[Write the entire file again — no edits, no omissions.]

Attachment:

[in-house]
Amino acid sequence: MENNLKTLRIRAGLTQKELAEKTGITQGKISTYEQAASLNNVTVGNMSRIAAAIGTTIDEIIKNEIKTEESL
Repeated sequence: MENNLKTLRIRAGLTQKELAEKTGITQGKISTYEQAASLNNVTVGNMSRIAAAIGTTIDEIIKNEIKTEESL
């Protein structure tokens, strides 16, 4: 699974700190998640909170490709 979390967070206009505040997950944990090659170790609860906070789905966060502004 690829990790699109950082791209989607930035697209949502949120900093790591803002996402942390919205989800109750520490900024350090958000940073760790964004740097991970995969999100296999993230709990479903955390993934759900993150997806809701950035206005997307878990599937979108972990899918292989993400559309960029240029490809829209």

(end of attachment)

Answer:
[in-house]
Amino acid sequence: MENNLKTLRIRAGLTQKELAEKTGITQGKISTYEQAASLNNVTVGNMSRIAAAIGTTIDEIIKNEIKTEESL
Repeated sequence: MENNLKTLRIRAGLTQKELAEKTGITQGKISTYEQAASLNNVTVGNMSRIAAAIGTTIDEIIKNEIKTEESL
């Protein structure tokens, strides 16, 4: 699974700190998640909170490709 979390967070206009505040997950944990090659170790609860906070789905966060502004 690829990790699109950082791209989607930035697209949502949120900093790591803002996402942390919205989800109750520490900024350090958000940073760790964004740097991970995969999100296999993230709990479903955390993934759900993150997806809701950035206005997307878990599937979108972990899918292989993400559309960029240029490809829209």